Short morning exposure to deep red light can “improve declining vision”
UCL Institute of Ophthalmology researchers have investigated the effect on eye health of a weekly three-minute exposure to deep red light
New research published in Scientific Reports has explored the effects of a three-minute morning exposure to deep red light once a week on eye health.
The study, which was undertaken by researchers at the University College London Institute of Ophthalmology, found that participants had a 17% improvement in colour contrast vision on average.
The effects of the exposure to 670 nanometre deep red light lasted for at least a week.
Lead author, Professor Glen Jeffery, of the UCL Institute of Ophthalmology, shared that the procedure has the potential to “significantly improve declining vision.”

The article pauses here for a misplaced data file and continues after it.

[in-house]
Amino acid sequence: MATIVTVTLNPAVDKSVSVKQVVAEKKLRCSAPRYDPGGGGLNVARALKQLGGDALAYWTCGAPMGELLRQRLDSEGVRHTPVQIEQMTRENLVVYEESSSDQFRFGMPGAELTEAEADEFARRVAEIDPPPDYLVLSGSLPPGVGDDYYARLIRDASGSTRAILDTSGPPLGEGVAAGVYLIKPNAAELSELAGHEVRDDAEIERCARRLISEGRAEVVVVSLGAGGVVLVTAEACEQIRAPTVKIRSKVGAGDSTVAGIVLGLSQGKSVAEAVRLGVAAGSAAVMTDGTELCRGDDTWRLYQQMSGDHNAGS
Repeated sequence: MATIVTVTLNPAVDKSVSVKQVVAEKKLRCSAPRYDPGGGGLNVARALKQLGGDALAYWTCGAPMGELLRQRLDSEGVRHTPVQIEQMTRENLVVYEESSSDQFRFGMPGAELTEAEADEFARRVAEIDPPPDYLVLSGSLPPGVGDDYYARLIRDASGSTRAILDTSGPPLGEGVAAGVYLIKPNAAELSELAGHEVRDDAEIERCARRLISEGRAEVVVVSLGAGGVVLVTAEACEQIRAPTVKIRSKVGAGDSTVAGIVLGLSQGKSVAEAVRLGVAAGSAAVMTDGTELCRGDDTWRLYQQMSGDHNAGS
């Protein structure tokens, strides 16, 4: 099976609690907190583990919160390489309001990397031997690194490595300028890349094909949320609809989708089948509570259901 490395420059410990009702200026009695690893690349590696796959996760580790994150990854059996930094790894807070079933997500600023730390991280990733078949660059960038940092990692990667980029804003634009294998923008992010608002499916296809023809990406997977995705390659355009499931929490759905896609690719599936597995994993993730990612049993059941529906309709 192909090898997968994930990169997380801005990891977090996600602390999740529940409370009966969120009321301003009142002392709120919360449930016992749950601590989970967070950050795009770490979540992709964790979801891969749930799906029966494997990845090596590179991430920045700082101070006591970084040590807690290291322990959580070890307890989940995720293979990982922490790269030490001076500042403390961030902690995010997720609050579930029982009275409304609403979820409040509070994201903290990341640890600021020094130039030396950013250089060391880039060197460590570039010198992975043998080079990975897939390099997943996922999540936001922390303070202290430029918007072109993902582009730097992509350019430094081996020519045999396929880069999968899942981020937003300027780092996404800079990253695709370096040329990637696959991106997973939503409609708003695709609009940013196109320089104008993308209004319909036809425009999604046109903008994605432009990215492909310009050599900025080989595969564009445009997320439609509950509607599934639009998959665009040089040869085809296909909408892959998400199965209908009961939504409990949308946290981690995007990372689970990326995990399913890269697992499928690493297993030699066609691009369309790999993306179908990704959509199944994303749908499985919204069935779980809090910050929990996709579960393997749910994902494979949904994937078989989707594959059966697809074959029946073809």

“This simple intervention applied at the population level would significantly impact on quality of life as people age and would likely result in reduced social costs that arise from problems associated with reduced vision,” he said.
While positive effects are observed for individuals following the exposure to deep red light, researchers have noted that the magnitude of improvements can vary between those of similar ages.
Further research involving a larger sample size is needed to explore the potential effect of other variables on vision improvement.
Dr Pardis Kaynezhad holds a deep red light over her eye, which helps stimulate the mitochondria in her retinal cells.